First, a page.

Washington Post associate editor Eugene Robinson Friday called the growing ClimateGate scandal a "major embarrassment for the scientists involved" that undermines the "consensus" concerning man's role in global warming.
Even more concerning to Robinson was that these scientists "seem to be trying to squelch dissent" from anyone that disagrees with them.
"The fact is that climate science is fiendishly hard because of the enormous number of variables that interact in ways no one fully understands," he wrote. "Scientists should welcome contrarian views from respected colleagues, not try to squelch them. They should admit what they don't know."
As you can see, Robinson was by no means trying to downplay the significance of this scandal:
That said, the e-mail episode is more than a major embarrassment for the scientists involved. Most Americans are convinced that climate change is real -- a necessary prerequisite for the kinds of huge economic and behavioral adjustments we would have to make to begin seriously limiting carbon emissions. But consensus on the nature and scope of the problem will dissipate, and fast, if experts try to obscure the fact that there's much about the climate they still don't know.
After explaining some of ClimateGate's details -- and doing a surprisingly good job of it! -- Robinson editorialized:
From my reading, the most damning e-mails are those in which scientists seem to be trying to squelch dissent from climate-change orthodoxy -- threatening to withhold papers from journals if they publish the work of naysayers, vowing to keep skeptical research out of the official U.N.-sponsored report on climate change.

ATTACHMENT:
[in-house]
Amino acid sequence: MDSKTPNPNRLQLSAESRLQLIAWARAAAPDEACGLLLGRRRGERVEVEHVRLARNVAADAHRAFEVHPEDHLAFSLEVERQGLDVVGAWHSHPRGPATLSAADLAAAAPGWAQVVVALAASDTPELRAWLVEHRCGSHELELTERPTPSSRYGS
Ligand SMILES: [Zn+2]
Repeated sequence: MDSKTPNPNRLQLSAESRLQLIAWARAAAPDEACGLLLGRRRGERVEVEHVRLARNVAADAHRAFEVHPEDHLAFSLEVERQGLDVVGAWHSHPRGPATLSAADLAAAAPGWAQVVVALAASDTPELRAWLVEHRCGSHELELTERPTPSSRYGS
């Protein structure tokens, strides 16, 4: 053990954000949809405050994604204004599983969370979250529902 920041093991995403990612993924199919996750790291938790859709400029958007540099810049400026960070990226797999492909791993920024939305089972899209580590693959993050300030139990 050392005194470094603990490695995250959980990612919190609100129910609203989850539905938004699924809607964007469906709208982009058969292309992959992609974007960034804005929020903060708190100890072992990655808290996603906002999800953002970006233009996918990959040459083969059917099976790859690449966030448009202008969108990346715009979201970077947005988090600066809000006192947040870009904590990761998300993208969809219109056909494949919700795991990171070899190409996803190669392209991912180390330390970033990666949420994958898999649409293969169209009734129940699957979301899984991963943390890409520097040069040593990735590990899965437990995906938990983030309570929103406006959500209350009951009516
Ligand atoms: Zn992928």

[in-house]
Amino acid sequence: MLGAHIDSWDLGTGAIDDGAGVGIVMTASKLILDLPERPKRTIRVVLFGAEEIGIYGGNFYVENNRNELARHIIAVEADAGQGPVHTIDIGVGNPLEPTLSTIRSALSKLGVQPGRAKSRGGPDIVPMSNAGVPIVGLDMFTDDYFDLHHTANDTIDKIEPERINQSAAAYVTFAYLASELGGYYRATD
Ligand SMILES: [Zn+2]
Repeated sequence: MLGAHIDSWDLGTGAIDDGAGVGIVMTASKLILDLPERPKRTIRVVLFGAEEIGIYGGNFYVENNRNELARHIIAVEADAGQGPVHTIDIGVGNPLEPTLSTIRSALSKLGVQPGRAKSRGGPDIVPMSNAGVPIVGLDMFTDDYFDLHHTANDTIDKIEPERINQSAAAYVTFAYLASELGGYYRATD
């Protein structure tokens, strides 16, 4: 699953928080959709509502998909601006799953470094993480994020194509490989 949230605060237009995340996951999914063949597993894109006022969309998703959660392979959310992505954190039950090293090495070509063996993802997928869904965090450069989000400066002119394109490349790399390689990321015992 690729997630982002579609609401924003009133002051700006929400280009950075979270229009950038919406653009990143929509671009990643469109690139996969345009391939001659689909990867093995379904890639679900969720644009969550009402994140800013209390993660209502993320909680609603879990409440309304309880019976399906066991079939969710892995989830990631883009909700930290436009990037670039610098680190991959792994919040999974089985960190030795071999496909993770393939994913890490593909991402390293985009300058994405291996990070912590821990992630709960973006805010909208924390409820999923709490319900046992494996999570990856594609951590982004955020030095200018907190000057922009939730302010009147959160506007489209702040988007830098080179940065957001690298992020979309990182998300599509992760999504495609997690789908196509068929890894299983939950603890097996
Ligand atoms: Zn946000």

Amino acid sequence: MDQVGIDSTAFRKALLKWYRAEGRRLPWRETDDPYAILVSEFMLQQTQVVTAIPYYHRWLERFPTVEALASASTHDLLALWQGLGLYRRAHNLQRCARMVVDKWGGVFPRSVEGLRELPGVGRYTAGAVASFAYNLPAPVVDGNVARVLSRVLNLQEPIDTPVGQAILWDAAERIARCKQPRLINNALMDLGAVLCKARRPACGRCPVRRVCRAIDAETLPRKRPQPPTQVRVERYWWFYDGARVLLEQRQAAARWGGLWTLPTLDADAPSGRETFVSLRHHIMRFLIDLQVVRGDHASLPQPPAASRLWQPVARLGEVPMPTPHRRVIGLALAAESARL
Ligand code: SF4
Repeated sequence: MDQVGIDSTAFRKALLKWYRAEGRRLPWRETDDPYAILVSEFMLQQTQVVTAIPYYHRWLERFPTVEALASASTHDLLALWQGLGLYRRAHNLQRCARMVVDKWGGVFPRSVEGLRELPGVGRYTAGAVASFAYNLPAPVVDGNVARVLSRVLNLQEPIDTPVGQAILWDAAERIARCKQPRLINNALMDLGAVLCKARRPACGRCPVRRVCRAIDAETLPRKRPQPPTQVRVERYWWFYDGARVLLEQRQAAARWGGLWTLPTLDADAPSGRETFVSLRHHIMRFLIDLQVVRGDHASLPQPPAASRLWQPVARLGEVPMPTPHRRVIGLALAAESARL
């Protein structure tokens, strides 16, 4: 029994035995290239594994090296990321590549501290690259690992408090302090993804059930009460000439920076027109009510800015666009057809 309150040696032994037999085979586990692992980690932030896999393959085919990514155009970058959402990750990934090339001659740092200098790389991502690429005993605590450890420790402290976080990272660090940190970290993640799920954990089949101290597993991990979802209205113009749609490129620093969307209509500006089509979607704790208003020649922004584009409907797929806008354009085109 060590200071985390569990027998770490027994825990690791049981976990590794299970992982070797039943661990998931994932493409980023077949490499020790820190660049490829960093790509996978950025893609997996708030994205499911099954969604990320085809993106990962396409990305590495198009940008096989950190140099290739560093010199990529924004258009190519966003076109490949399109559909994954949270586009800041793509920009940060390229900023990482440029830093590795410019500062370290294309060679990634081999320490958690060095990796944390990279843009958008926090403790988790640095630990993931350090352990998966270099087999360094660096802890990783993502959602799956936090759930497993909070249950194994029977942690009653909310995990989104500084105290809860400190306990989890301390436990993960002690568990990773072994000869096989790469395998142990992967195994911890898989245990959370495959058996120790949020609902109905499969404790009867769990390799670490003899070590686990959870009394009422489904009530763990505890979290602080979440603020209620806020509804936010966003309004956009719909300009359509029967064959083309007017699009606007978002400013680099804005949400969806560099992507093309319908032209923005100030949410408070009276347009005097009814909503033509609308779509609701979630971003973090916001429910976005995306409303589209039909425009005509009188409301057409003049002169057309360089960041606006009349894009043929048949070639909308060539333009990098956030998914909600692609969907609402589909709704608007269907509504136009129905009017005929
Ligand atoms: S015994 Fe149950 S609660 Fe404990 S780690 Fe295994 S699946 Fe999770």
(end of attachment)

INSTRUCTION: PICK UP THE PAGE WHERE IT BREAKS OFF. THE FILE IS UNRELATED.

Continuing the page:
In his statement, Jones noted that the e-mail hack occurred just days before the climate summit in Copenhagen. "This may be a concerted attempt to put a question mark over the science of climate change," he said. There's that understatement again.
The fact is that climate science is fiendishly hard because of the enormous number of variables that interact in ways no one fully understands. Scientists should welcome contrarian views from respected colleagues, not try to squelch them. They should admit what they don't know.
To be sure, this scandal hasn't changed Robinson's mind:
It would be great if this were all a big misunderstanding. But we know carbon dioxide is a greenhouse gas, and we know the planet is hotter than it was a century ago. The skeptics might have convinced one another, but so far they haven't gotten through to the vanishing polar ice.
However, the rare abundance of skepticism in his piece means that even a strong "consensus" believer like himself has been rocked by this scandal, so much so that he's even willing to write about it.